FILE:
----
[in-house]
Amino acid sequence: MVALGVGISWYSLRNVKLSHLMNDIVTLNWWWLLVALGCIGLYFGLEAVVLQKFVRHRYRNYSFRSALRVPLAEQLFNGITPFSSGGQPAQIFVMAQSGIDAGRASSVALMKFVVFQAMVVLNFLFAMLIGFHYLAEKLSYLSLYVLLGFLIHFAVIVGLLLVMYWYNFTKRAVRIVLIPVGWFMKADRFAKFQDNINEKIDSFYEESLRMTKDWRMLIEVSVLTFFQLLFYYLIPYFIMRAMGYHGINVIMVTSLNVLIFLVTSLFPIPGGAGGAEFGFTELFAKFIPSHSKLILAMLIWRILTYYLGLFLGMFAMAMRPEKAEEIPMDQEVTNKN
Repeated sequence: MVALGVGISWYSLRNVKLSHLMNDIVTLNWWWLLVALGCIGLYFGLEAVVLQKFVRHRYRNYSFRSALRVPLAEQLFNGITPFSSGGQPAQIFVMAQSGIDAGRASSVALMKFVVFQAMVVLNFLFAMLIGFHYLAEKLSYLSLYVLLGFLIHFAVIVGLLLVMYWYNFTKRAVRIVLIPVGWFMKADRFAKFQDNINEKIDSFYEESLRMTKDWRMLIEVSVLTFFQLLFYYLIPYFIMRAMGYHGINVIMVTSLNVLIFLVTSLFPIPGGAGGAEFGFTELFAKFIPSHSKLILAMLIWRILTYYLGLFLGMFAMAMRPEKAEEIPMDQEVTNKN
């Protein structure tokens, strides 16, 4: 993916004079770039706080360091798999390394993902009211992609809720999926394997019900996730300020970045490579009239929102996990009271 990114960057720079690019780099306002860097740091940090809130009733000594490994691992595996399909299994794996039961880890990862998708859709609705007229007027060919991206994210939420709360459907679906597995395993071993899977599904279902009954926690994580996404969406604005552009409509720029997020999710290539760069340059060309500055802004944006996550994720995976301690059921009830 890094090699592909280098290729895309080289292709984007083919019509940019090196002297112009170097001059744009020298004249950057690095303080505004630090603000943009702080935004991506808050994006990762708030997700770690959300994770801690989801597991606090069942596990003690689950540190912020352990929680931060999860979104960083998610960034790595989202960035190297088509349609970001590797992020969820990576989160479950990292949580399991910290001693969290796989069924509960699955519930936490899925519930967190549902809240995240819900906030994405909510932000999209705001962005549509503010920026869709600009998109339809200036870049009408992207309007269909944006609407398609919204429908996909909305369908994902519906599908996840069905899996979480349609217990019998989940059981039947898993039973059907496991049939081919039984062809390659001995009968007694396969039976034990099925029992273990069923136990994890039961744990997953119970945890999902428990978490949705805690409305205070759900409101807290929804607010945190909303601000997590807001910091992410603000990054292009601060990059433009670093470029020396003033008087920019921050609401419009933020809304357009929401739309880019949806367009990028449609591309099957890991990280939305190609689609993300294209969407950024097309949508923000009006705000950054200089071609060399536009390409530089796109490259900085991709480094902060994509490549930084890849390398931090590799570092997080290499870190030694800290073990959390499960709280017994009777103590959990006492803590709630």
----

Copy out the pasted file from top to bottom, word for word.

[in-house]
Amino acid sequence: MVALGVGISWYSLRNVKLSHLMNDIVTLNWWWLLVALGCIGLYFGLEAVVLQKFVRHRYRNYSFRSALRVPLAEQLFNGITPFSSGGQPAQIFVMAQSGIDAGRASSVALMKFVVFQAMVVLNFLFAMLIGFHYLAEKLSYLSLYVLLGFLIHFAVIVGLLLVMYWYNFTKRAVRIVLIPVGWFMKADRFAKFQDNINEKIDSFYEESLRMTKDWRMLIEVSVLTFFQLLFYYLIPYFIMRAMGYHGINVIMVTSLNVLIFLVTSLFPIPGGAGGAEFGFTELFAKFIPSHSKLILAMLIWRILTYYLGLFLGMFAMAMRPEKAEEIPMDQEVTNKN
Repeated sequence: MVALGVGISWYSLRNVKLSHLMNDIVTLNWWWLLVALGCIGLYFGLEAVVLQKFVRHRYRNYSFRSALRVPLAEQLFNGITPFSSGGQPAQIFVMAQSGIDAGRASSVALMKFVVFQAMVVLNFLFAMLIGFHYLAEKLSYLSLYVLLGFLIHFAVIVGLLLVMYWYNFTKRAVRIVLIPVGWFMKADRFAKFQDNINEKIDSFYEESLRMTKDWRMLIEVSVLTFFQLLFYYLIPYFIMRAMGYHGINVIMVTSLNVLIFLVTSLFPIPGGAGGAEFGFTELFAKFIPSHSKLILAMLIWRILTYYLGLFLGMFAMAMRPEKAEEIPMDQEVTNKN
């Protein structure tokens, strides 16, 4: 993916004079770039706080360091798999390394993902009211992609809720999926394997019900996730300020970045490579009239929102996990009271 990114960057720079690019780099306002860097740091940090809130009733000594490994691992595996399909299994794996039961880890990862998708859709609705007229007027060919991206994210939420709360459907679906597995395993071993899977599904279902009954926690994580996404969406604005552009409509720029997020999710290539760069340059060309500055802004944006996550994720995976301690059921009830 890094090699592909280098290729895309080289292709984007083919019509940019090196002297112009170097001059744009020298004249950057690095303080505004630090603000943009702080935004991506808050994006990762708030997700770690959300994770801690989801597991606090069942596990003690689950540190912020352990929680931060999860979104960083998610960034790595989202960035190297088509349609970001590797992020969820990576989160479950990292949580399991910290001693969290796989069924509960699955519930936490899925519930967190549902809240995240819900906030994405909510932000999209705001962005549509503010920026869709600009998109339809200036870049009408992207309007269909944006609407398609919204429908996909909305369908994902519906599908996840069905899996979480349609217990019998989940059981039947898993039973059907496991049939081919039984062809390659001995009968007694396969039976034990099925029992273990069923136990994890039961744990997953119970945890999902428990978490949705805690409305205070759900409101807290929804607010945190909303601000997590807001910091992410603000990054292009601060990059433009670093470029020396003033008087920019921050609401419009933020809304357009929401739309880019949806367009990028449609591309099957890991990280939305190609689609993300294209969407950024097309949508923000009006705000950054200089071609060399536009390409530089796109490259900085991709480094902060994509490549930084890849390398931090590799570092997080290499870190030694800290073990959390499960709280017994009777103590959990006492803590709630």